A showdown unfolds as the story moves across characters who are all maybe keeping secrets, hiding betrayals. Was it the careless mother of a patient? Was it the owners, hoping to cash in on a big insurance payment and send their daughter to college? Could it have been a protester, trying to prove the treatment isn’t safe?
Maia Tamarin’s journey to sew the dresses of the sun, the moon and the stars has taken a grievous toll. She returns to a kingdom on the brink of war. The boy she loves is gone, and she is forced to don the dress of the sun and assume the place of the emperor’s bride-to-be to keep the peace.
But the war raging around Maia is nothing compared to the battle within. Ever since she was touched by the demon Bandur, she has been changing . . . glancing in the mirror to see her own eyes glowing red, losing control of her magic, her body, her mind. It’s only a matter of time before Maia loses herself completely, but she will stop at nothing to find Edan, protect her family, and bring lasting peace to her country.
That’s it for today friends! I hope you enjoyed reading this and maybe added one or two of these to your TBR! They all sound and look amazing!!
Are you taking part in #YARC2020? What’s your favorite Asian book, or book by an Asian author? What reading challenges are you doing this year? Any book recommendations you’d like to share? Chat with me in the comments below!!
Welcome back! I hope you are having a great day! It is time for my weekly reading update, WWW Wednesday. WWW Wednesday is a weekly meme hosted by Sam @ Taking On A World of Words.
The Three W’s are:
What are you currently reading?
What did you recently finish reading?
What do you think you’ll read next?
I missed last week’s post, so I’m going to combine last week’s and this week’s WWW Wednesday’s together.
Let’s get started!
All covers are from Goodreads
What I Just Finished:
Crooked Kingdom: I’m so happy everything turned out okay except for you know what. Why Bardugo? Why? That was pretty heartbreaking, and just awful. But I’m glad that everyone got what they wanted at the end. You can check out my possibly spoilery non-official review on GR. (Read: Nov 20)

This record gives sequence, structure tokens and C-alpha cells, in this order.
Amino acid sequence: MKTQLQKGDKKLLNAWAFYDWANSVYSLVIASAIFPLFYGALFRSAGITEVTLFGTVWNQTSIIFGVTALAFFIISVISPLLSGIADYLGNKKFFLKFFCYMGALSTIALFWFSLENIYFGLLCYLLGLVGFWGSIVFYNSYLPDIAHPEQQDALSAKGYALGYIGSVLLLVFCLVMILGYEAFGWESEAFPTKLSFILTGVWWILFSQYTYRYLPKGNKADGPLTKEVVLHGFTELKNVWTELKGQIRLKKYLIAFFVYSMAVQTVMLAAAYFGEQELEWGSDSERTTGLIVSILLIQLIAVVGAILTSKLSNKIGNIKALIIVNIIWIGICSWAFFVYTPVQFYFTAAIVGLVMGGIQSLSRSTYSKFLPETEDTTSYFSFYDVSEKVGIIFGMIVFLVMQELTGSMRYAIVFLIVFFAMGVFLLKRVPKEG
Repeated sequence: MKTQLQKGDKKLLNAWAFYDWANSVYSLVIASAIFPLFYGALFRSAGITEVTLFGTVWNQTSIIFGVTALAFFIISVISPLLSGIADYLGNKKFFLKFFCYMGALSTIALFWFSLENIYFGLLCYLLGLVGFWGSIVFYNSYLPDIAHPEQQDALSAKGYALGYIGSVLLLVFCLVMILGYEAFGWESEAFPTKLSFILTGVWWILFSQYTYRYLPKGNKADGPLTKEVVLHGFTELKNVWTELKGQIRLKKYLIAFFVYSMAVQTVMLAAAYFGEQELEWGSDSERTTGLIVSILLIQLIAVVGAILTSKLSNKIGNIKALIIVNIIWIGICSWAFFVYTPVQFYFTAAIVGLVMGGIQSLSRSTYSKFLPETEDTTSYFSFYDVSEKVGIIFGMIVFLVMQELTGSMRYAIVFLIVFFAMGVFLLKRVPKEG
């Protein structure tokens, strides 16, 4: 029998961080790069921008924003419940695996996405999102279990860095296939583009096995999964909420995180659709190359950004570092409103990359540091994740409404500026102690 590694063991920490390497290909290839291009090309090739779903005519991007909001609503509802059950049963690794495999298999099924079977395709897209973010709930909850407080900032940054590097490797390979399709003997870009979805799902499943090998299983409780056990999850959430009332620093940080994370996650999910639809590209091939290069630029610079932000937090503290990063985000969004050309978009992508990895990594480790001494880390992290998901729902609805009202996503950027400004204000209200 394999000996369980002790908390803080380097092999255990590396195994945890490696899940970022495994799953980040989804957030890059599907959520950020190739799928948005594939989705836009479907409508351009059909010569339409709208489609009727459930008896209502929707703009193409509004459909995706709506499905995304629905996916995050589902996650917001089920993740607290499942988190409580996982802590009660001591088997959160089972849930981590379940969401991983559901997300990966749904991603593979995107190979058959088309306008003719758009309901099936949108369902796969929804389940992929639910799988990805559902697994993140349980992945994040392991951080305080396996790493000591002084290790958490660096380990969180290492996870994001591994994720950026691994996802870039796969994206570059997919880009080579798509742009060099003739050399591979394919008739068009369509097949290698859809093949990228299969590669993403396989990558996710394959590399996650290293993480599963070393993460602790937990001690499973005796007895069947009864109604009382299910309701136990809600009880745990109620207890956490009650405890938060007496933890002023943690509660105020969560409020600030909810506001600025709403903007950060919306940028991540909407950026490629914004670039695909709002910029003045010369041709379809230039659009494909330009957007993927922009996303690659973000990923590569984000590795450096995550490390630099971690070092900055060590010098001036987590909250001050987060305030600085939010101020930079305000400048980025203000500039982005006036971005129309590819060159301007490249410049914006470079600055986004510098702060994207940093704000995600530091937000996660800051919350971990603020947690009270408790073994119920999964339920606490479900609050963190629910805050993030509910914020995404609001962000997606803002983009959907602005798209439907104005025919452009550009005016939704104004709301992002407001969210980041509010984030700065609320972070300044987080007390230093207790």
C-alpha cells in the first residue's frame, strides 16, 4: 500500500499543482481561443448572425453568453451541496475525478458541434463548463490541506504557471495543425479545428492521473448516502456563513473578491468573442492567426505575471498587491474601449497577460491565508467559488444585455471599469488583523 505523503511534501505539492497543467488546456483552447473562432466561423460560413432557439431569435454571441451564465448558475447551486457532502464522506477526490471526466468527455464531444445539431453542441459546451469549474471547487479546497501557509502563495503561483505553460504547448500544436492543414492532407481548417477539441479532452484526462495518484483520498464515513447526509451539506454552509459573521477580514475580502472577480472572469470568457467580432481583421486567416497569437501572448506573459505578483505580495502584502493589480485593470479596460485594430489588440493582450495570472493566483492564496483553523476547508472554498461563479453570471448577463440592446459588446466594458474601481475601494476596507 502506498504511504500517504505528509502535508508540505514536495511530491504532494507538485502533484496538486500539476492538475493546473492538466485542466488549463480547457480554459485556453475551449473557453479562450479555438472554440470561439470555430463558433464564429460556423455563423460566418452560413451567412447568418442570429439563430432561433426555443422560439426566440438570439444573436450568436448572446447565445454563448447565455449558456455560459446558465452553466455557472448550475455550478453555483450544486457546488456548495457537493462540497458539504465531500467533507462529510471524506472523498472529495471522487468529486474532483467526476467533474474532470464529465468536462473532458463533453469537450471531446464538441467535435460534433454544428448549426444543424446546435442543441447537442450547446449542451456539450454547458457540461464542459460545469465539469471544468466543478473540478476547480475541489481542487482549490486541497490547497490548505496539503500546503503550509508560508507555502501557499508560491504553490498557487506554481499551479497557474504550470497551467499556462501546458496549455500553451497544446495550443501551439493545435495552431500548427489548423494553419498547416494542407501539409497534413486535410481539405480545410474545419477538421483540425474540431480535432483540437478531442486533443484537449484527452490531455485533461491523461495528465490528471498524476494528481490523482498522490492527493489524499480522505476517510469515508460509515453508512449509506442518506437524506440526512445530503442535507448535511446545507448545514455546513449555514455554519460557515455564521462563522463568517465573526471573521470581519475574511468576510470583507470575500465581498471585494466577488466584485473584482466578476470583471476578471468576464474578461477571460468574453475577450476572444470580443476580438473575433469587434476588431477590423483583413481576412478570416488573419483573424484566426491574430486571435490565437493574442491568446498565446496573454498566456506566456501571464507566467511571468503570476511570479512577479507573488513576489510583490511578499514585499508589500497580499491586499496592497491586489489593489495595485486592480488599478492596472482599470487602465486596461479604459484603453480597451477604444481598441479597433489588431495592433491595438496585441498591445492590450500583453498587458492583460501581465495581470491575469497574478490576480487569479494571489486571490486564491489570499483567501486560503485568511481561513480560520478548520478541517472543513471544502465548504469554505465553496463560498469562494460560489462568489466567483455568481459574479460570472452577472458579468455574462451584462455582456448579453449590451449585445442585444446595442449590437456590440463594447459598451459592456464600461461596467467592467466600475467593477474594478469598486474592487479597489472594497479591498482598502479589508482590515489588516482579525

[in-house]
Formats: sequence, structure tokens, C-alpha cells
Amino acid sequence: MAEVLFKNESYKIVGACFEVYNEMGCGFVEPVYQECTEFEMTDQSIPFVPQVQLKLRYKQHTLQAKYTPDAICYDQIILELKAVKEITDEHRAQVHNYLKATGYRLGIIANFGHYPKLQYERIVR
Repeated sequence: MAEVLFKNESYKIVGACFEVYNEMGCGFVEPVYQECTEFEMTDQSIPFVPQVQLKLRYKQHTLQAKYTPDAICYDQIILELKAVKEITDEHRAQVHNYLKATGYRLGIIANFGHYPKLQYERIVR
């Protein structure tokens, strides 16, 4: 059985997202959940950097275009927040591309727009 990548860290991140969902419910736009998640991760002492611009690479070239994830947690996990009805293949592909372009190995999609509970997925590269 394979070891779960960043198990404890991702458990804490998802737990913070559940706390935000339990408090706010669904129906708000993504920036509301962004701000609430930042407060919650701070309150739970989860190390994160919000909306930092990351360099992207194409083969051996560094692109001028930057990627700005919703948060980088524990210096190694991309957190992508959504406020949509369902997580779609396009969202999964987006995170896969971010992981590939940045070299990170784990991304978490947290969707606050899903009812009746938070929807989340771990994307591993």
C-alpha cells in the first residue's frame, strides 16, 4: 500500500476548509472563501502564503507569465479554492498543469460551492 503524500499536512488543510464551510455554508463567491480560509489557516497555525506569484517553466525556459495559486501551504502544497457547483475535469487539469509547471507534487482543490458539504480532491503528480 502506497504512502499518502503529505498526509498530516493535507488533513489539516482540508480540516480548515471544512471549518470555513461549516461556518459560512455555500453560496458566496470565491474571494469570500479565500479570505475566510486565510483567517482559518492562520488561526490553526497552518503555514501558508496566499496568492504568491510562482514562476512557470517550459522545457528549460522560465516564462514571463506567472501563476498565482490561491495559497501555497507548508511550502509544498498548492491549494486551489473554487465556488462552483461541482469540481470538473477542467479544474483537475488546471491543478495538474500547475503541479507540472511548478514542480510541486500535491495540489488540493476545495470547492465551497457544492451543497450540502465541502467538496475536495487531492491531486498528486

The Bookish Life of Nina Hill was kind of disappointing. I was just left with a sense of wanting more. However, the story was pretty good. It wasn’t remarkable or anything, and it did try to cover too many subplots all at once without properly doing just one, but it was still a fun read. (Read: Nov 23)
The Long Game was amazing, and I loved all the twists. Even though this was my 3rd reread, I was still surprised and absolutely enjoyed reading this all over again. Asher, Tess, Vivvie, and Henry, they are all amazing characters. (Read: Nov 25)
That was a surprise. Crown of Midnight was so so so much better than Throne of Glass and I’m surprised. I didn’t expect this at all, and I loved how it showed more of Celaena’s assassin side, rather than just telling us how amazing she is. But I wish this mess with Chaol never happened. He doesn’t really deserve this. (Read: Dec 1)
I finished The Gilded Wolves last night, and even though I can see why it gets compared to SoC, I think it’s different in it’s own way. I really liked Zofia and Enrique, and eventually Hypnos (he’s very hard to not like), and Tristan reminded me so much of Wylan and I loved it. The heists are spectacular, and I loved how Chokshi incorporated history and math into it. It made it so much more fun to solve. (Read: Dec 3)
What I’m Currently Reading:
I’m currently reading Hungry Hearts, and I’ll be starting The Lines We Cross hopefully later today.
What I Plan To Read Next:
Next up is The Final Empire by Brandon Sanderson, and Lock Every Door by Riley Sager.
That’s it for this Wednesday. What are you reading? Have you read The Gilded Wolves? Do you think it’s really similar to Six of Crows? Have you read any of the books above? Let’s chat in the comments below! (Be sure to link to your WWW’s so that I can check them out!)